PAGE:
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SALT LAKE CITY — Utah’s COVID-19 case totals have doubled in less than a month. State health officials fear if the number of cases continues to grow at this rapid rate, patients are going to jam up intensive care units in some Utah hospitals as early as next month.
That’s why leaders of Utah’s four largest health care systems and the Utah Hospital Association launched a new public awareness initiative Tuesday aimed at normalizing mask wearing in an effort to get Utahns to wear masks. The campaign, "#MaskUpUtah," will include advertisements across many visible platforms throughout the summer. They hope more regular mask use will slow down the spread of COVID-19 and avoid a potential hospital crisis.
"Masking is not about you; masking is about everyone around you," said Dr. Michael Baumann, chief medical officer for MountainStar Healthcare, during a virtual press briefing with reporters Tuesday. "This is to prevent the spread of potential COVID from you to someone else. That’s the key to remember. … This is a health care issue; this should not be a political issue. Masking is about basic health and preventing the spread of disease to family, friends and even people you don’t know."
Their message comes as some cities and states have started requiring masks to be worn in public. Salt Lake County Mayor Jenny Wilson and Salt Lake City Mayor Erin Mendenhall both tweeted Tuesday urging Gov. Gary Herbert to make wearing masks mandatory. The Utah Governor's Office issued a prepared statement this week saying that they will continue to be recommended.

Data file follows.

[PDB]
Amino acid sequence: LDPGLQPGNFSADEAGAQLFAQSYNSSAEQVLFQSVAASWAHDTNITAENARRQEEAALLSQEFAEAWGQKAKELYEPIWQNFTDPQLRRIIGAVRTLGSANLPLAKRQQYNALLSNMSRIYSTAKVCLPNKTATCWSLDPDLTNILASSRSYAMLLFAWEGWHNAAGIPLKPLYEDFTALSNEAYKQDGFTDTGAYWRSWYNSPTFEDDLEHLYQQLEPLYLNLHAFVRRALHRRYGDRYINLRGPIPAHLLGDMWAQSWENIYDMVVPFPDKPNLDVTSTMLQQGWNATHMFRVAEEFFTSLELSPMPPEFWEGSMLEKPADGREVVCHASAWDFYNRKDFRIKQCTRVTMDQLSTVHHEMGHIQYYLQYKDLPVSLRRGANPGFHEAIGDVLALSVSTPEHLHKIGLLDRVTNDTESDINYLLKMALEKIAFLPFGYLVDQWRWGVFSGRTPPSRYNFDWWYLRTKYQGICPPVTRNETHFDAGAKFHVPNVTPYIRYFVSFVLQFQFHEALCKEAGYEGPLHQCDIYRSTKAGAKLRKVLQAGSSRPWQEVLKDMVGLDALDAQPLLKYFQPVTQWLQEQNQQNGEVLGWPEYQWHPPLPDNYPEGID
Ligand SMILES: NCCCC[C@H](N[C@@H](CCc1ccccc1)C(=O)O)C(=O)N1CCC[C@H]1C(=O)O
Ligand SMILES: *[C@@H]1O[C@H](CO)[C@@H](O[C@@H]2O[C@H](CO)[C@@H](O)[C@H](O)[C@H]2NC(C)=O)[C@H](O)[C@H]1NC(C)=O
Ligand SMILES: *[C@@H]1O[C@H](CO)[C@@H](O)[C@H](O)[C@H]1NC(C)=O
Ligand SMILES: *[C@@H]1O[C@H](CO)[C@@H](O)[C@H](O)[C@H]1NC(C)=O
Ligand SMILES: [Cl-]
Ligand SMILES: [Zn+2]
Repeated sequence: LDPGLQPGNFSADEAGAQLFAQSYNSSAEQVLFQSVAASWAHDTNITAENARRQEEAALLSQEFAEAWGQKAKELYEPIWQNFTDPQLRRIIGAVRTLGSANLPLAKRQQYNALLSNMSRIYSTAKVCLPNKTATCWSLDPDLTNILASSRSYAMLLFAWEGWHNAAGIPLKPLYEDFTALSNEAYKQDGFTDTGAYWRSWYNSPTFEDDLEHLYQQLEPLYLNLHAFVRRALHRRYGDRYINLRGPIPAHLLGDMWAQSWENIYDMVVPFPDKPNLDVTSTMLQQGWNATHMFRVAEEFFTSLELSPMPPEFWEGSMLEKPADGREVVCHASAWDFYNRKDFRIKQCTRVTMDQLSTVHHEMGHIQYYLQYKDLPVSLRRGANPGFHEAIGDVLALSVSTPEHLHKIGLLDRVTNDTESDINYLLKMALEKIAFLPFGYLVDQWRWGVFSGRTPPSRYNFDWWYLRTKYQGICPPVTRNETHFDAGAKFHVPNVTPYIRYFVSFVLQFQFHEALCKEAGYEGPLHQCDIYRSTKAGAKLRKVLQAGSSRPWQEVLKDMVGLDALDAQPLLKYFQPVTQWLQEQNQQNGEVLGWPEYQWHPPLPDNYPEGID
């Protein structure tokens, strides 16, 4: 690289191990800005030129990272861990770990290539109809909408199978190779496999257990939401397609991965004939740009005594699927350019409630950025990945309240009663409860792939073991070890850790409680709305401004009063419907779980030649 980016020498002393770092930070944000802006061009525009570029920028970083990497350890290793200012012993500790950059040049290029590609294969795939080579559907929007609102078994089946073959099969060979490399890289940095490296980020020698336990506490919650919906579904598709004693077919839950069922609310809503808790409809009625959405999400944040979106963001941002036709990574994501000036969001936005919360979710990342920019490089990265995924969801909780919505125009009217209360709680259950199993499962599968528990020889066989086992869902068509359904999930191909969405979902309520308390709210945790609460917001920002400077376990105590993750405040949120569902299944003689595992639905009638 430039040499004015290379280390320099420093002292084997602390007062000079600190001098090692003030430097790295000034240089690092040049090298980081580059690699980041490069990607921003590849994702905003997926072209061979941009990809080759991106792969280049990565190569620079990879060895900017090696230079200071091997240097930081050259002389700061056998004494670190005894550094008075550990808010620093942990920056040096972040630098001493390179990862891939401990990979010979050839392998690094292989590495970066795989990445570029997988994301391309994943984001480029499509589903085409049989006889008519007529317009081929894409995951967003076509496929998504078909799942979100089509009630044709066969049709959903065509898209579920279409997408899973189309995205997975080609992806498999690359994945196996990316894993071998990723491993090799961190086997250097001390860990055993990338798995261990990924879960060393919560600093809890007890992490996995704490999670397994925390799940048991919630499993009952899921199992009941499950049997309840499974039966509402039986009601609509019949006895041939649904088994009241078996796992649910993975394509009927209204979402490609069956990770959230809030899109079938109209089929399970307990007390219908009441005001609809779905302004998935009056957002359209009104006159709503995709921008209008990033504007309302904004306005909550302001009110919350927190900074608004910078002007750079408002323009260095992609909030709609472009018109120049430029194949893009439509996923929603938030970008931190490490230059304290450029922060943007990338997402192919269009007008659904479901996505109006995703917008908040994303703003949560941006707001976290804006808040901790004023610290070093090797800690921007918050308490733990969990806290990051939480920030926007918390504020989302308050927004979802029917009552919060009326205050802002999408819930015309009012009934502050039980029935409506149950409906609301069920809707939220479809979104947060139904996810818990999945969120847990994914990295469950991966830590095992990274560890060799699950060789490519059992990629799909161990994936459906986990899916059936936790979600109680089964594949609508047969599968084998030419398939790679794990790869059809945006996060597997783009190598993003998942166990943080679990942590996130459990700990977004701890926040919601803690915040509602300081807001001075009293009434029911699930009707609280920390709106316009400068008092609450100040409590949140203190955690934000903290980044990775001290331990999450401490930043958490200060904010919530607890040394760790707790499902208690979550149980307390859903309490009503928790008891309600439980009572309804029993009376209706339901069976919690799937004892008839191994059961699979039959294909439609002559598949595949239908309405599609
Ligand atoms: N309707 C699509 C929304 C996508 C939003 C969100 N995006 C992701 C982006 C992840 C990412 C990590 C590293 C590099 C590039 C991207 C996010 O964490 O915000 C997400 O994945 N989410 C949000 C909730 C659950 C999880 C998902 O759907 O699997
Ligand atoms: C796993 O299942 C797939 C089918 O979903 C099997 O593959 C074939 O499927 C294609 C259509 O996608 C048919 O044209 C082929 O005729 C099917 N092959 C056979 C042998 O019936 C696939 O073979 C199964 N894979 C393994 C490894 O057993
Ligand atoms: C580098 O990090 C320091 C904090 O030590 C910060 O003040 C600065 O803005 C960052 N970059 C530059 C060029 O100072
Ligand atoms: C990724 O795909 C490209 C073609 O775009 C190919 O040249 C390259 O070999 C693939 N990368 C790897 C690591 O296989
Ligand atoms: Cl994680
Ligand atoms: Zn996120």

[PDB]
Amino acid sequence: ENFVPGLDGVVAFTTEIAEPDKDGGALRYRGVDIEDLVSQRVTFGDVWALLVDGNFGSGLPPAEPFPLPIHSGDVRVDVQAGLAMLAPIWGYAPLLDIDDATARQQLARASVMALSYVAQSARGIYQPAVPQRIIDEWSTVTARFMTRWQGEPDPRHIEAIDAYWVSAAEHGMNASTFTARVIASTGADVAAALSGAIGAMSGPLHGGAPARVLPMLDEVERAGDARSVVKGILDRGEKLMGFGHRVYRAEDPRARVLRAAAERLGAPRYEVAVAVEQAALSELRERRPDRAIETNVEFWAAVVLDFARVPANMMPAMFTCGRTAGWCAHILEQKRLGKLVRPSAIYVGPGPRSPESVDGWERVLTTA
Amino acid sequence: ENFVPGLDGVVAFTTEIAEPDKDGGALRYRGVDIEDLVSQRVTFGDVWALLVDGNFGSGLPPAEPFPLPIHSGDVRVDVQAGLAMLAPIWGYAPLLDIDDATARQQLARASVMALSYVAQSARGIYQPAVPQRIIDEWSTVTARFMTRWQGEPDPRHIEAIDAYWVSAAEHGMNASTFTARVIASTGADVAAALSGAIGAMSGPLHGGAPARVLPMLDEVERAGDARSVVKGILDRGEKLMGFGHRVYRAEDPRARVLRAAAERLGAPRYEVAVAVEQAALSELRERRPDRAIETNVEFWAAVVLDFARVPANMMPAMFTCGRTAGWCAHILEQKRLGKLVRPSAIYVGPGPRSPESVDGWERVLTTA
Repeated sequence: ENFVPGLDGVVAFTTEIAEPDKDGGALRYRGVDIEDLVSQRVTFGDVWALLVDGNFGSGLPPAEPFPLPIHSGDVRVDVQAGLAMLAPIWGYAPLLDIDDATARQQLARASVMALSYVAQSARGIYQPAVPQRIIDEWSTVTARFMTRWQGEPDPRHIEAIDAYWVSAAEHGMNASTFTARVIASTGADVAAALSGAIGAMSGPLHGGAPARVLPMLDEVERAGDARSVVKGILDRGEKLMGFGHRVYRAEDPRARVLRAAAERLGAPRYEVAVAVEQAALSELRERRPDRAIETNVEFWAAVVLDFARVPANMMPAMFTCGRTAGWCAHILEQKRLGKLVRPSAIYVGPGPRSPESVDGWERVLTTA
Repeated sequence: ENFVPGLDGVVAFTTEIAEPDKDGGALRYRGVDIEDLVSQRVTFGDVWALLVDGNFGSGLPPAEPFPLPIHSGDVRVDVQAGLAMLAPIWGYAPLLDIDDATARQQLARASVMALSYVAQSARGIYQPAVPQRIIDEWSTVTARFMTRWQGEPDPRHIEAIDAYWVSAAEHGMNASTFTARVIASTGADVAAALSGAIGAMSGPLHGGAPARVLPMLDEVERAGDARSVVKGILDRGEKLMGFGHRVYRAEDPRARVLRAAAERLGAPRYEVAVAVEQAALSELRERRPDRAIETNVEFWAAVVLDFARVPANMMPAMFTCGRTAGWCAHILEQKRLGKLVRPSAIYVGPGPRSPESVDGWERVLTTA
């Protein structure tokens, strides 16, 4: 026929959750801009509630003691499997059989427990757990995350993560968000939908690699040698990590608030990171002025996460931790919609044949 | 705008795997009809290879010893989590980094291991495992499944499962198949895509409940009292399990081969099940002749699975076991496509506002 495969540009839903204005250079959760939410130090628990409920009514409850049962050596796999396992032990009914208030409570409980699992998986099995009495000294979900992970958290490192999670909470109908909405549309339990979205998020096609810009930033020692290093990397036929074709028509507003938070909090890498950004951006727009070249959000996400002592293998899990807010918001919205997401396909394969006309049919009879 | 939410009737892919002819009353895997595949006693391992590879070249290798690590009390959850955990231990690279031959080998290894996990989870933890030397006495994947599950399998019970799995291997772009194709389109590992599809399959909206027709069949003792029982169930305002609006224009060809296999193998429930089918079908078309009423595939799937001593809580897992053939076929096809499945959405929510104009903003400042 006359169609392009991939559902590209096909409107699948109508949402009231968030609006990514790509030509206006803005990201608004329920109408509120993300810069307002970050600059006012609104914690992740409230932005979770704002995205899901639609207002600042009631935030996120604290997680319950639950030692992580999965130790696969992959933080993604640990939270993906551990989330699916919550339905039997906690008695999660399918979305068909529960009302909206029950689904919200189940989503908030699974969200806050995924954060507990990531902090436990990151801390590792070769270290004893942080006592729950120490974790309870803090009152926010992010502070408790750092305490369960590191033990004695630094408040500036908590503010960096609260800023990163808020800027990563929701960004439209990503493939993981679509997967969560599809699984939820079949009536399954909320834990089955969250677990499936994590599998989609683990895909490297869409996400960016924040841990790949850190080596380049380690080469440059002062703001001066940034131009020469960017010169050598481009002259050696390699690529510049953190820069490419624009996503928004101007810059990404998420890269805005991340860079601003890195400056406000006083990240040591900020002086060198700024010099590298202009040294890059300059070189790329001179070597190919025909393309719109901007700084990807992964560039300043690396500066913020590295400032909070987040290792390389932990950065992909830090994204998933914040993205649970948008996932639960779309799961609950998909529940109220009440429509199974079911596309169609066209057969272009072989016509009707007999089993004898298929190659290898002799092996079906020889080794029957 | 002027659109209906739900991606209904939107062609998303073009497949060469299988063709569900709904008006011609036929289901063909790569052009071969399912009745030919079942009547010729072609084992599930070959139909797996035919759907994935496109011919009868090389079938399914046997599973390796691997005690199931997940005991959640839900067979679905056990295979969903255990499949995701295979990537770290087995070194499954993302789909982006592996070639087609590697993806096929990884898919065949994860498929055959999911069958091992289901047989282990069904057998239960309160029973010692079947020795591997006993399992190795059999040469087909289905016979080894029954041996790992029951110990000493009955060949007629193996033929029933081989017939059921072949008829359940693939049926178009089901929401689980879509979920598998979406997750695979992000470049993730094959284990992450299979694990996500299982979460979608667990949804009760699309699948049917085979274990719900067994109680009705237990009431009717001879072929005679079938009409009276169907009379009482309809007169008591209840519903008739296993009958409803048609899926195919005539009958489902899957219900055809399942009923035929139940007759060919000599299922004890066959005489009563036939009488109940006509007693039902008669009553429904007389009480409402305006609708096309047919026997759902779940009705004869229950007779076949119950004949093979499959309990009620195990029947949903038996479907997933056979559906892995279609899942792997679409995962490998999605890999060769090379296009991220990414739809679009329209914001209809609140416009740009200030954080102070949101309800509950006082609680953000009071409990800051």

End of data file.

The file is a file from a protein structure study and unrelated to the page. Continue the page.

"The Governor continues to be a strong champion for regular wearing a face covering in public when physical distancing is not possible," the statement reads, in part. "He wears a mask each day to all of his meetings and expects it of those who meet with him. We expect all Utahns to follow the common sense built into our current guidelines."
The organizations also rolled out the campaign a little over an hour after Utah Department of Health officials announced 394 new cases had been reported in the state. In all, 18,300 cases have been reported in the state since March 6 — 9,779 of those after Memorial Day.
That’s led to a rise in both daily and overall hospitalizations, too. There were 166 Utahns still hospitalized as of Tuesday. That’s compared to 95 Utahns who were hospitalized on Memorial Day. There have been 534 total COVID-19 hospitalizations since the May 25 holiday, as well. That’s a 77% increase in Utah’s total hospitalizations over the span of nearly one month.